Boston University Loaned $600K to Ibram Kendi’s Brother-In-Law


(Dmytro “Henry” Aleksandrov, Headline USA) It was revealed that in September 2020, Boston University [BU] approved a $600,000 mortgage to an unnamed professor who is connected to a trust that is controlled by Ibram X. Kendi’s brother-in-law, Macharia Edmonds.

Just weeks before that, Kendi launched his Center for Antiracist Research at the same institution, according to the Washington Free Beacon.

The news source wrote that the mortgage helped to cover the down payment for a $4.56 million luxury penthouse triplex — the “best of sophisticated Boston living” — the real estate site Redfin stated.

In addition to that, the Beacon obtained public real estate records that revealed that the trust is controlled by Edmonds, a former Barack Obama campaign official and attorney who now serves as a Global Content Policy Lead for YouTube in San Francisco. He controls the trust on behalf of its unnamed beneficiary.

It was later revealed by BU spokeswoman Rachel Lapal Cavallario that the beneficiary of the trust is a professor at the university who “applied for and received the loan under a longstanding university program to assist senior faculty with their housing needs.”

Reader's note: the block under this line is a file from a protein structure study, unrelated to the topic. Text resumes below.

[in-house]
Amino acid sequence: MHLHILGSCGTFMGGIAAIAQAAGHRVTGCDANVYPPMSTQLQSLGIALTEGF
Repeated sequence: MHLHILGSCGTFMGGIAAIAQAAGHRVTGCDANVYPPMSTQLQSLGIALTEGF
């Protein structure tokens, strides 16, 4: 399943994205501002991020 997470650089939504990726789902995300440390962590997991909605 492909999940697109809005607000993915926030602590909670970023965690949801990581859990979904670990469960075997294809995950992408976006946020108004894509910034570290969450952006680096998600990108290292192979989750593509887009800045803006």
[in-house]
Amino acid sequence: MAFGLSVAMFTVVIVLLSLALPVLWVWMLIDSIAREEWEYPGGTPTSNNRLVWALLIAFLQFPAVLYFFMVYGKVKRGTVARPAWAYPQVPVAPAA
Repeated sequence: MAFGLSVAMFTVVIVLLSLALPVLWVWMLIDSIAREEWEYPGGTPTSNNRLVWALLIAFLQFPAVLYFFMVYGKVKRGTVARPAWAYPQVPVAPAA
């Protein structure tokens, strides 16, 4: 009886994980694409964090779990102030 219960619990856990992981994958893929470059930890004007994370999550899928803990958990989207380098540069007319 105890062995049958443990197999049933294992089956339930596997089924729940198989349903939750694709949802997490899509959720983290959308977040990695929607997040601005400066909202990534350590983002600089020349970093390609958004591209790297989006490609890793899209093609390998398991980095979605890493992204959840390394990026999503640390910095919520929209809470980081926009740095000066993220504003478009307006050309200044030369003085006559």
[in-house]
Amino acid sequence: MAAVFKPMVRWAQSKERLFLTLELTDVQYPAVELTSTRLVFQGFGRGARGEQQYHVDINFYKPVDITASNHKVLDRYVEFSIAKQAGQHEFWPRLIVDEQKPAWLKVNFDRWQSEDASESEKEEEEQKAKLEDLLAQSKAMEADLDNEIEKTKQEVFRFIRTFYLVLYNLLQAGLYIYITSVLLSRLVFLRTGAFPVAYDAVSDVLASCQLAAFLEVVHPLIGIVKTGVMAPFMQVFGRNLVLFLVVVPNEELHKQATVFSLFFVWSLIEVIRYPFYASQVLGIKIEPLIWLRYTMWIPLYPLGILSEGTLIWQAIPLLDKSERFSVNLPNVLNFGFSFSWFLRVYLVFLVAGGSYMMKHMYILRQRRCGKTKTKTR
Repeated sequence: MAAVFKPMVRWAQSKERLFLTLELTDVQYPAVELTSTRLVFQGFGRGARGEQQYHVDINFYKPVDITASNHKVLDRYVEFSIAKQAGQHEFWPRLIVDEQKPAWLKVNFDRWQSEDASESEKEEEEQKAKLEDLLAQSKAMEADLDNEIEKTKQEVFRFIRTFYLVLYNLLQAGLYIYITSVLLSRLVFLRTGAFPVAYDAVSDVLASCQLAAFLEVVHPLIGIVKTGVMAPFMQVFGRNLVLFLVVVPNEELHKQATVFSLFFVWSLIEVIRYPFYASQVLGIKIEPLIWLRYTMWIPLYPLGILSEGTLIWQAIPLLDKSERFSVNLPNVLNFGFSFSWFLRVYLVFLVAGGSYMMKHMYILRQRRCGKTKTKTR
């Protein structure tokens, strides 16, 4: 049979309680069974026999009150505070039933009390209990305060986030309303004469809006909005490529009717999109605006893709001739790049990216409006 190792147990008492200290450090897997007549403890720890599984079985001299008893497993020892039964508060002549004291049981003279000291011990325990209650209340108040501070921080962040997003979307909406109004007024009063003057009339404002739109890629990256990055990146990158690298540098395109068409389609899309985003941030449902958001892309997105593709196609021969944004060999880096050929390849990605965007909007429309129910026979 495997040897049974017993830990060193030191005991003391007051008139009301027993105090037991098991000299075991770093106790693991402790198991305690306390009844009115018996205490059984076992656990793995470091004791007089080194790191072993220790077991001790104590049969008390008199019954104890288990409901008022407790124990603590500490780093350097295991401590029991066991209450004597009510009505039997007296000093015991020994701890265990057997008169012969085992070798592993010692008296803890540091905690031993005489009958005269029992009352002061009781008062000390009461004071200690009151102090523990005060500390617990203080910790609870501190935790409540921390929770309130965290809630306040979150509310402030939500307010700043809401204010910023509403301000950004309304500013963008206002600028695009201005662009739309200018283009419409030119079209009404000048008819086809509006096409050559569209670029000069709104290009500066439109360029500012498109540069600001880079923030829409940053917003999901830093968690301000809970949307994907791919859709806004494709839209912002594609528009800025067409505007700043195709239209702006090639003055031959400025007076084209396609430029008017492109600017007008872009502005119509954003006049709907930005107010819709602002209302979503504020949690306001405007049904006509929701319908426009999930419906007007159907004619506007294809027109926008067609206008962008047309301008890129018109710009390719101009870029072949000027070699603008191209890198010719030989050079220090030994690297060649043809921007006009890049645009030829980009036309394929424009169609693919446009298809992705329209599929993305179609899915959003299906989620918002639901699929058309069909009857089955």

Cavallario declined to provide the person’s name, the interest rate of the loan, how much has been repaid and any documentation about the university’s faculty home loan program.

Edmonds is connected to BU only through Kendi, who is married to his sister, Sadiga, an associate professor at the university.

Dean Zerbe, a former senior counsel to the Senate Finance Committee, asked a rhetorical question regarding why BU is giving away loans to its professors in the first place.

“There are institutions that actually do provide loans. They’re called banks. People like to get loans at banks, not at universities. It raises a fundamental question of why did you not get a loan from a bank?” Zerbe said.

He then explained the reason why it happened.

“The reality is, overwhelmingly, when we look at these loans, they are sweetheart deals and they would not have gotten them from a bank. And that’s the problem with them,” Zerbe said.